"At the Birmingham Police Court, yesterday, before Mr. T.C.S. Kynnersley [Stipendiary], Francis Thomas Yem [52], paperhanger, 45, Adam Street, was brought up on remand charged with having, on Sunday, the 7th inst., caused the death of Richard Smith, 73 years of age, and a carpenter, who lodged with the prisoner. Mr. Alfred Walters appeared to watch the case on behalf of the Crown. The evidence adduced in support of the case was a repetition of that given at the inquest, with only a few additions. In the course of her evidence, the first witness, Rose Anne Bedward, said there were no angry words used between the prisoner and the deceased. The Prisoner: "Oh, you wicked woman [turning to the Magistrates], she is telling the grossest lies that can be uttered. She does not know what taking an oath is." The axe with which the fatal deed was committed was laid upon the table, but soon afterwards it was removed by the direction of Inspector Percy, and at the request of the prisoner, who did not like the appearance of it. The prisoner subsequently applied that the witnesses in the case might be ordered to leave the Court, and his application was complied with. He several times interrupted the witness with the view of correcting her evidence, remarking "I don't expect to be spared, but I like people to tell the truth. I know my position." Prisoner to the witness: "You say that he [deceased] was not drunk; but would he not have fallen into the fire if I had not stood by him? He tumbled against me." Witness: "He didn't." Prisoner: As soon as he came into the house he commenced to abuse me in the worst way he could. You [pointing to witness] are on your oath now. The people who were in the house saw how excited I was. I could not walk up for the steps - they were fetched for me." Witness: He didn't seem excited any more than I am now - he was as calm as he is now." The prisoner: "Didn't you return to that wicked man [the deceased] - didn't you return to him and ask him why he abused me? He called me everything - but I shall have to repeat every word. Magistrate's Clerk: "Have you any question to ask?" Prisoner: "No, sir, she denies my being insulted." The boy, William Thomas Bedward, having repeated the evidence given before the Coroner, the Magistrate&s Clerk asked the prisoner if he had any questions to ask. The prisoner: "I really don't know what he has said, but I will ask one question - you said the deceased had only had a little drop of beer. Didn't you see him fall against me, and would he not have fallen into the fire but for me?" Witness: "He slipped a bit, and you pushed him up with your knee, but I thought you did that to knock him over." The prisoner: "I am well known from my birth, and nothing can be produced against me from my birth up." Letitia Davis, of 45, Adam Street, and the prisoner's landlady, was afterwards examined, and stated amongst other things, that the prisoner was excited on the evening in question and swore. The prisoner: "Oh, you wicked old woman!" [Laughter, which was instantly suppressed, Mr. Kynnersley remarking that the subject was not one to laugh about.] Witness [continuing] said she knew the prisoner was rather spiteful at times. The prisoner: "Was I ever spiteful towards you? Did I not save your life once when you fell down stairs?" Witness: Well that was very kind of you. Andrew Fitzmaurice stated: "About half-past eleven o'clock on Sunday night, I was in Newtown Row, when the prisoner came up to me and asked me the way to the police-station. I asked him what he wanted, and he said he had committed murder and seemed excited. Not believing him, I asked him where it was. He said it was a fellow lodger in Thomas Street. I asked him the man's name, and he replied, "Smith." I told him I didn't believe it and was under the impression that he was destitute, and wanted a night's lodging, but he persisted in the truth of his statement. I told him I thought he had been drinking, and that he was suffering from delirium tremens. I asked him what he had committed the murder with, and he said "with an axe." I asked him to go with me, and I took him along the row until I met a policeman, when I gave him into custody. Prisoner said he had no questions to put to the witness, as he had said nothing but the truth. Alfred Heaton, beer house-keeper, Adam Street, said he had known the prisoner about a month. On Friday afternoon and night the prisoner was at his house drinking. On Sunday, about nine o'clock at night the prisoner came again. He was trembling, appeared excited, and said, "Do you know that carpenter's come again." He [witness] told him not to put himself about, but to go home and then to bed. He sat, however, an hour, and the theme of his conversation was respecting the carpenter, and in the course of it he said several times that something would be sure to happen before morning, and he should be in prison, and should want some friend to go and see him. He [witness] begged of him to compose himself. He had some more fourpenny, and left about half-past ten o'clock. His own opinion was the prisoner was hardly compos mentis. The prisoner began to make a rambling statement as to his condition on the night of the murder, and wished to offer some explanation concerning various matters introduced by the witness, and when told that he would have an opportunity of saying anything he desired to say at the proper time he said that opportunity would not be of much service to him, as he should forget several questions which were "immaterial" to him. The depositions having been read, the prisoner was charged with killing: and slaying the decease [Richard Smith], and in reply to the charge said, "I didn't intend to kill him, I am certain of that. I could never kill anything. When I kept fowls I was obliged to send the away to have them killed. It was the same with the pigs in the Forest of Dean. I always absented myself while they were being killed. I never had anything against him. My father is a county Magistrate of Hereford, and I have his handwriting and crest in my pocket, but I offended him many years ago." The prisoner was ten committed for trial at the Assizes."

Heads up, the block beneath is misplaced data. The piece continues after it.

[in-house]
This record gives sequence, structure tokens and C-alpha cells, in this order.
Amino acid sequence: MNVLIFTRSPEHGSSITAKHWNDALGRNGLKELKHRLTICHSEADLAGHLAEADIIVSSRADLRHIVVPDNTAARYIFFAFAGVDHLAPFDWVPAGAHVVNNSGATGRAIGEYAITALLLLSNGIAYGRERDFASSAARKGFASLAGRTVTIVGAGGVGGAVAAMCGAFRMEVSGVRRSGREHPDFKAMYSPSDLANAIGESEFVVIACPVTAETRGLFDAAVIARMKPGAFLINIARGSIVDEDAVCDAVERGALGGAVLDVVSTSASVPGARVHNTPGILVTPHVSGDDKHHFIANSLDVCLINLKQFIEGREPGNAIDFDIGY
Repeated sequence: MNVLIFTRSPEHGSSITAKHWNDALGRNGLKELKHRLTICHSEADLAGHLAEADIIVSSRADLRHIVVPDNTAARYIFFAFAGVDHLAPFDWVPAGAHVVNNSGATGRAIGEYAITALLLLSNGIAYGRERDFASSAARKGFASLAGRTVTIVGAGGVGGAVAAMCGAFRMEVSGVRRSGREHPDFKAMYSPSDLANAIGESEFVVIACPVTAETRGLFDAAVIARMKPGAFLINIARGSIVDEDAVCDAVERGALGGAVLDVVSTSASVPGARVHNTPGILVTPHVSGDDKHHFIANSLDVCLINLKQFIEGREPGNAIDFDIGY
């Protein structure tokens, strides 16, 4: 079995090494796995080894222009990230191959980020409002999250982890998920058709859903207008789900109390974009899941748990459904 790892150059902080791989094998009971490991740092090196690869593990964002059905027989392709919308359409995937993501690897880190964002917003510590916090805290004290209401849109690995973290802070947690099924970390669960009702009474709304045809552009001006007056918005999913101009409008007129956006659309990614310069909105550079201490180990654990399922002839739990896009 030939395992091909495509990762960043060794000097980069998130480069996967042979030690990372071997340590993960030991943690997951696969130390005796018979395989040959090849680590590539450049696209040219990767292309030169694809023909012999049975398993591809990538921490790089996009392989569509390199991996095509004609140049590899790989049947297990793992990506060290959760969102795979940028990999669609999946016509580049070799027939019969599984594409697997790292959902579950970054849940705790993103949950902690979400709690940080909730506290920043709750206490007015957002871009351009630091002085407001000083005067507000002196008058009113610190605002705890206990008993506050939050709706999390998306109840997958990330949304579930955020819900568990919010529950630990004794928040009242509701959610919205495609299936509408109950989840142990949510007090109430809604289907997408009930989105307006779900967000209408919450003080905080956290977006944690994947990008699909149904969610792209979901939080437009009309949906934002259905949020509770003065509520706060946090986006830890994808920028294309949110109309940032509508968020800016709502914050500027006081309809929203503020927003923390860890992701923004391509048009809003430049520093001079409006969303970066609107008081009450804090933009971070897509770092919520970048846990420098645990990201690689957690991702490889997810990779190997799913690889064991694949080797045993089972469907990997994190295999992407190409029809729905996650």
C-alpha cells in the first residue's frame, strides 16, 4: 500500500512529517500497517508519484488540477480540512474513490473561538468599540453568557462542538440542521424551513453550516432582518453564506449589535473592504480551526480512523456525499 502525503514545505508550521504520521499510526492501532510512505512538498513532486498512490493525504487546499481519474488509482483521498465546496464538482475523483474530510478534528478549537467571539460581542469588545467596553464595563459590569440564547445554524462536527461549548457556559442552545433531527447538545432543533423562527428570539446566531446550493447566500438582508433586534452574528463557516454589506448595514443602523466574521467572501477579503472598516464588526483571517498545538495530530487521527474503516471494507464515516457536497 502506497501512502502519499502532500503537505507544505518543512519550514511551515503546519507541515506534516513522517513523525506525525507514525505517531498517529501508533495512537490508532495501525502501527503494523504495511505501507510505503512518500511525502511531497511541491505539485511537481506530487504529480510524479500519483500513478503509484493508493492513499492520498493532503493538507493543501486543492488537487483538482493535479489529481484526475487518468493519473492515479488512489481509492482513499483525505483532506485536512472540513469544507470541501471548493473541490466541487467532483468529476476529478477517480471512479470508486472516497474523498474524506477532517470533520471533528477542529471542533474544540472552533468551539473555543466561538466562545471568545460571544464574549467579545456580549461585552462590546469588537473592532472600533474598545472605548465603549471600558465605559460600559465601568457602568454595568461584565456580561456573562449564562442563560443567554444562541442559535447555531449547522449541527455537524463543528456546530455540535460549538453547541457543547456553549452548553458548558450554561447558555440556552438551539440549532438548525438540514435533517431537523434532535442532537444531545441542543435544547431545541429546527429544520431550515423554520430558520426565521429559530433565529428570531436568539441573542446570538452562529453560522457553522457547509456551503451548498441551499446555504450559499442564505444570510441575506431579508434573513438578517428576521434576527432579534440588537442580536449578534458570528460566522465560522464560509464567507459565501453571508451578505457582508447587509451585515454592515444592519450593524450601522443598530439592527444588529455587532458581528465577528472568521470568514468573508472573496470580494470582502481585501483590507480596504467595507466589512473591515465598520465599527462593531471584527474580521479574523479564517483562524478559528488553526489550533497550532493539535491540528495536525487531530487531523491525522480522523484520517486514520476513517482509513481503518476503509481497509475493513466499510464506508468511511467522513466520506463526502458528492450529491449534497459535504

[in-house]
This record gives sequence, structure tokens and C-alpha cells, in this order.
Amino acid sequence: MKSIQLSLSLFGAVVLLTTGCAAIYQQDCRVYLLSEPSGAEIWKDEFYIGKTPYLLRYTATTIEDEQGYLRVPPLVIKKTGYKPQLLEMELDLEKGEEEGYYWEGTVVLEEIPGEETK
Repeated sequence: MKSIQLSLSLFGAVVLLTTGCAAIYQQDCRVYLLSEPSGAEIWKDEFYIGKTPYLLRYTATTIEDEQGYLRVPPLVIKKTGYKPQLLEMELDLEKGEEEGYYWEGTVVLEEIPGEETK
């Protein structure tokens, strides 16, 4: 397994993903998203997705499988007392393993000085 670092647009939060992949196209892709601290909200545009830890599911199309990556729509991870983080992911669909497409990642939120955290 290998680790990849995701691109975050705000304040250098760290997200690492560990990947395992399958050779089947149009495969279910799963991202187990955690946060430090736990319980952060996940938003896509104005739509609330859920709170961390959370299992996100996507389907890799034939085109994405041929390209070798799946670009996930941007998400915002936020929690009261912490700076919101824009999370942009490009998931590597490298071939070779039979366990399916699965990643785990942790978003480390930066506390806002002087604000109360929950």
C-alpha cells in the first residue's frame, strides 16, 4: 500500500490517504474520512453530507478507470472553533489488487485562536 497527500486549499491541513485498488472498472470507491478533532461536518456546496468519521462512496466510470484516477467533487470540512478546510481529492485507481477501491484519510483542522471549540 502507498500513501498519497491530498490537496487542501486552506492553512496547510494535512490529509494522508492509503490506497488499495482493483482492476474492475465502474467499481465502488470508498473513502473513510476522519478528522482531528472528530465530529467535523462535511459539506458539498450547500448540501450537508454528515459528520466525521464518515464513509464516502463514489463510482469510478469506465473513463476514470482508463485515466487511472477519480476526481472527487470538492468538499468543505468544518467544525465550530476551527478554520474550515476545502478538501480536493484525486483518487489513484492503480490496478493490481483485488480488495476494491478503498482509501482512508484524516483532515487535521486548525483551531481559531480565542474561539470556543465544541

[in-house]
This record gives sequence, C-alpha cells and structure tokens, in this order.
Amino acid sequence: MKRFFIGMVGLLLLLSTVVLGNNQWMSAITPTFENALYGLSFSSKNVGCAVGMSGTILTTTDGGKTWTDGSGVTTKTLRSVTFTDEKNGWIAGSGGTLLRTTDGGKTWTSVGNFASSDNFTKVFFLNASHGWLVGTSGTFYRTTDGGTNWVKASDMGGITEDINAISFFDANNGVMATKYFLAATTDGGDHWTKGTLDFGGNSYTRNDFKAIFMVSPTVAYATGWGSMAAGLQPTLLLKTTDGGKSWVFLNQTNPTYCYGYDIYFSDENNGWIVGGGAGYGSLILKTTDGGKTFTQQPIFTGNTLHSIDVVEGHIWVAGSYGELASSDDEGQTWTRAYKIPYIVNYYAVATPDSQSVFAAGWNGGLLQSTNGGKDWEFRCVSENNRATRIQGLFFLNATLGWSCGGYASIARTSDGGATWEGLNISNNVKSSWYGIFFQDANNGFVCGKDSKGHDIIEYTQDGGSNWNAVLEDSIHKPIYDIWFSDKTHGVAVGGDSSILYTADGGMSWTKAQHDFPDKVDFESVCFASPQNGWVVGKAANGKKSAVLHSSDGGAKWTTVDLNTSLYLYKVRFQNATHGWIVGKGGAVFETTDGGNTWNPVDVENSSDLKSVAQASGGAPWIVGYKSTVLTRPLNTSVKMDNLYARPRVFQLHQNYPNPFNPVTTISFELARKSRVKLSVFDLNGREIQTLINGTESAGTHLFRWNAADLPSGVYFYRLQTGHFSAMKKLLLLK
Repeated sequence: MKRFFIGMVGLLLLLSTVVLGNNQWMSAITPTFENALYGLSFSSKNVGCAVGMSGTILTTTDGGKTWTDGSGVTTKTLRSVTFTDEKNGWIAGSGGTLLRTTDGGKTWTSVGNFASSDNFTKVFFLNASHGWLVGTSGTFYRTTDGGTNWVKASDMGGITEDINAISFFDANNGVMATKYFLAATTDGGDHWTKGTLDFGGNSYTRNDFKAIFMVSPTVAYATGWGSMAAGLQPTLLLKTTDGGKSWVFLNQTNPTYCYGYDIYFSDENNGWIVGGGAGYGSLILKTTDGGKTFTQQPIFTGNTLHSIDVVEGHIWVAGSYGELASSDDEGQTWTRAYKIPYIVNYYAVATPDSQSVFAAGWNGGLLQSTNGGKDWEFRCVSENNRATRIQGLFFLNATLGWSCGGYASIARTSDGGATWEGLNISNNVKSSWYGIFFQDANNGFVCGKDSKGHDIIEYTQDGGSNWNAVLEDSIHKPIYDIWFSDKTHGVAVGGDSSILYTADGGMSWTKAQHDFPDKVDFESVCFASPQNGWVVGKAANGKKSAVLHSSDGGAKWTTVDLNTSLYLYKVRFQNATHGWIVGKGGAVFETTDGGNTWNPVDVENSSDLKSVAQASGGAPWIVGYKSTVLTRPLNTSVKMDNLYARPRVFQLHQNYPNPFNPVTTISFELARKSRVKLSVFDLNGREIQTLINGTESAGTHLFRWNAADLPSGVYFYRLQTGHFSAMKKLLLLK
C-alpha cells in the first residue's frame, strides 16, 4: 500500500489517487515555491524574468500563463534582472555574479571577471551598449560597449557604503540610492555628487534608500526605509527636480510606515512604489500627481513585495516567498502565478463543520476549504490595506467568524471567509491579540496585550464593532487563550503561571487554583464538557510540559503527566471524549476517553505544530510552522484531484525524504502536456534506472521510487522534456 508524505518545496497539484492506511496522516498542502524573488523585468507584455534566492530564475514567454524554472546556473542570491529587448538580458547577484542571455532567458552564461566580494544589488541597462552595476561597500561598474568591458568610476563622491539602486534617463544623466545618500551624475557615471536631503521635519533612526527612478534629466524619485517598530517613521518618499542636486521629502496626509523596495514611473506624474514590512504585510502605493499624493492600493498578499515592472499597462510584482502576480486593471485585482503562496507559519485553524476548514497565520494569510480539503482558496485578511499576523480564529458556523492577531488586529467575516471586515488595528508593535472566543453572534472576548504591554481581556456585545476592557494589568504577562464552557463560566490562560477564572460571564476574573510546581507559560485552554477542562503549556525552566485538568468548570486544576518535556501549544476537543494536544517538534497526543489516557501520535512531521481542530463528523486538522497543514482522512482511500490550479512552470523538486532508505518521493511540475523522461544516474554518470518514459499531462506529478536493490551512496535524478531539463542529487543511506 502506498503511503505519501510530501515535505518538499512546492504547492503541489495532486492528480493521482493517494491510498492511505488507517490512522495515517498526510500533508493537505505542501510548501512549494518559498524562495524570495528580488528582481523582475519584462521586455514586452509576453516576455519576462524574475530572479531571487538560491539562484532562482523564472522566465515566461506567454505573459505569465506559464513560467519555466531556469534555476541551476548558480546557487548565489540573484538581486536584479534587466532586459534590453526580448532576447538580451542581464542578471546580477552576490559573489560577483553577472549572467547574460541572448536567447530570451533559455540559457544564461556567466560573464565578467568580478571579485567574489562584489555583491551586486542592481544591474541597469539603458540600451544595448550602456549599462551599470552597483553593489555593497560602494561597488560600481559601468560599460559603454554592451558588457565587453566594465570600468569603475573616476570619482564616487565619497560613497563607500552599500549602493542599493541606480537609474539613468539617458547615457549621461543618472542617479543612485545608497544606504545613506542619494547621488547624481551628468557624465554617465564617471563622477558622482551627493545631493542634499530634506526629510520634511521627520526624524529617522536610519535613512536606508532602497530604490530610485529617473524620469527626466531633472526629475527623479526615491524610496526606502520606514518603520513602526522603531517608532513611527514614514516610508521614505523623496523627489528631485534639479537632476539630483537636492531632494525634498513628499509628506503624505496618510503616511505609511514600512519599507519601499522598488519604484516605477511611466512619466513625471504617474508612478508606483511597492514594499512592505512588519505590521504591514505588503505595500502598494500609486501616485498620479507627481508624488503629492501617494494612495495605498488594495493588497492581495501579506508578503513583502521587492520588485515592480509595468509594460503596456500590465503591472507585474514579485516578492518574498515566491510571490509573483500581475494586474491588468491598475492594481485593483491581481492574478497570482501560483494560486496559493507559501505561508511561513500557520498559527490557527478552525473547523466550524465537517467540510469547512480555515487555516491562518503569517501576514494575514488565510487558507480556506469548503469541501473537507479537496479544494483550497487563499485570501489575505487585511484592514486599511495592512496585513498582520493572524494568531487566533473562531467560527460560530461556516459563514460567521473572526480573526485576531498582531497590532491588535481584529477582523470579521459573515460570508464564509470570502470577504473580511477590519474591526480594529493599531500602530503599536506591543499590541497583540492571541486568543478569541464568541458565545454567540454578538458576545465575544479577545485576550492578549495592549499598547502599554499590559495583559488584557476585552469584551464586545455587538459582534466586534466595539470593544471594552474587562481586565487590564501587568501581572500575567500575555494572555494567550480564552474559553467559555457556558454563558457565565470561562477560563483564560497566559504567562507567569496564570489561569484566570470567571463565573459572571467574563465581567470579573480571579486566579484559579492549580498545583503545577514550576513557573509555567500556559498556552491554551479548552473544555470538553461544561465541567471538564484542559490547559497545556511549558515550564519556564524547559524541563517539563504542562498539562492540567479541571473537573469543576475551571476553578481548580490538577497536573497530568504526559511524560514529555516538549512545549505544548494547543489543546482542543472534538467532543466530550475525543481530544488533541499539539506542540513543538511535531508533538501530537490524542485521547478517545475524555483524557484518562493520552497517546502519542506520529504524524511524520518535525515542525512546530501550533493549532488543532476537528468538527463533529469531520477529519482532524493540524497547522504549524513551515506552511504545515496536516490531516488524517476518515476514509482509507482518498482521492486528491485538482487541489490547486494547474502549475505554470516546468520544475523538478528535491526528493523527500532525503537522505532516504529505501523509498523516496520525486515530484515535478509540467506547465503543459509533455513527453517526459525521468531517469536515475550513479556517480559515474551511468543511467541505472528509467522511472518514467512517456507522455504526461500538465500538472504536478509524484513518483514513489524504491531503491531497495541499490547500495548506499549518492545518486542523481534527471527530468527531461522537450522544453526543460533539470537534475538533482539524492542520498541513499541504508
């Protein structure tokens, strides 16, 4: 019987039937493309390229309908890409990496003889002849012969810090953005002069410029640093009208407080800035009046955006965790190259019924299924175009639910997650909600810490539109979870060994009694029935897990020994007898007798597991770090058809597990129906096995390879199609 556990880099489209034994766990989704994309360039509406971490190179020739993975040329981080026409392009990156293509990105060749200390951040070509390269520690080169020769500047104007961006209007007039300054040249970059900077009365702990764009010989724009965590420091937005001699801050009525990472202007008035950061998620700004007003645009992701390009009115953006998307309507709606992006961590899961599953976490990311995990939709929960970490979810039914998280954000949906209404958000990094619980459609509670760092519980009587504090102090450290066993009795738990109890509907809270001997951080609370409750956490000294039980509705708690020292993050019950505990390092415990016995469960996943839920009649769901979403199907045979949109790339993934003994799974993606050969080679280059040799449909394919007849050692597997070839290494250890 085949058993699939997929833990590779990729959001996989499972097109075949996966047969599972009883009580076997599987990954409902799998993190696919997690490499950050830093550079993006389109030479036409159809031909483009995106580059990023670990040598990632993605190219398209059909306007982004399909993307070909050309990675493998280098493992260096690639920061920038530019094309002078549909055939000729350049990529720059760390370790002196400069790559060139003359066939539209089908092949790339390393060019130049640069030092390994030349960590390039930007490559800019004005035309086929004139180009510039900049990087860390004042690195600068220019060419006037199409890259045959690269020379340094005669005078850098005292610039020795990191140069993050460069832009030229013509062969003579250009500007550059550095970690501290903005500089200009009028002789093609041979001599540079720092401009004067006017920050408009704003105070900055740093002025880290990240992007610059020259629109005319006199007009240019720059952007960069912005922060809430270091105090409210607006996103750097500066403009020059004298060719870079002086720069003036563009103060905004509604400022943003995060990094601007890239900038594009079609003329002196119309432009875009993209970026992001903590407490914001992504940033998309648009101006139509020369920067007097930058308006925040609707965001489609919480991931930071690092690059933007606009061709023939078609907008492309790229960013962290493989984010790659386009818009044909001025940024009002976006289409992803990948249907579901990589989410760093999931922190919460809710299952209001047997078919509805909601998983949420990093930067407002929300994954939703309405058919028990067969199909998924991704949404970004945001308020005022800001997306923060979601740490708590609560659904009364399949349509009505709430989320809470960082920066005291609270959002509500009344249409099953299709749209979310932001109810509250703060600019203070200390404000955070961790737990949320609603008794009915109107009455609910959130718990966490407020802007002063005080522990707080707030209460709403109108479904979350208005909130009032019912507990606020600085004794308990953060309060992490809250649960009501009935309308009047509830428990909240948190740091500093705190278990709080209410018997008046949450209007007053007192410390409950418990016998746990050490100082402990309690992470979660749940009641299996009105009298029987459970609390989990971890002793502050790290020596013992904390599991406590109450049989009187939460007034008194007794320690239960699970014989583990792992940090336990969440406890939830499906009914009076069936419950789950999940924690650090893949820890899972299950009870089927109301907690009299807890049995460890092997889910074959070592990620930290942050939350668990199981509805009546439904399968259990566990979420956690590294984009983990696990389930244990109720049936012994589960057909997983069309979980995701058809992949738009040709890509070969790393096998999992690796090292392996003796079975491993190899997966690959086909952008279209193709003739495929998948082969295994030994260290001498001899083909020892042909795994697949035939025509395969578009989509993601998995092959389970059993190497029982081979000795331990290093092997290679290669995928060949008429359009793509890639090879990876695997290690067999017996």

"The Murder in Adam Street"
Birmingham Daily Post : January 12th 1872 Page 6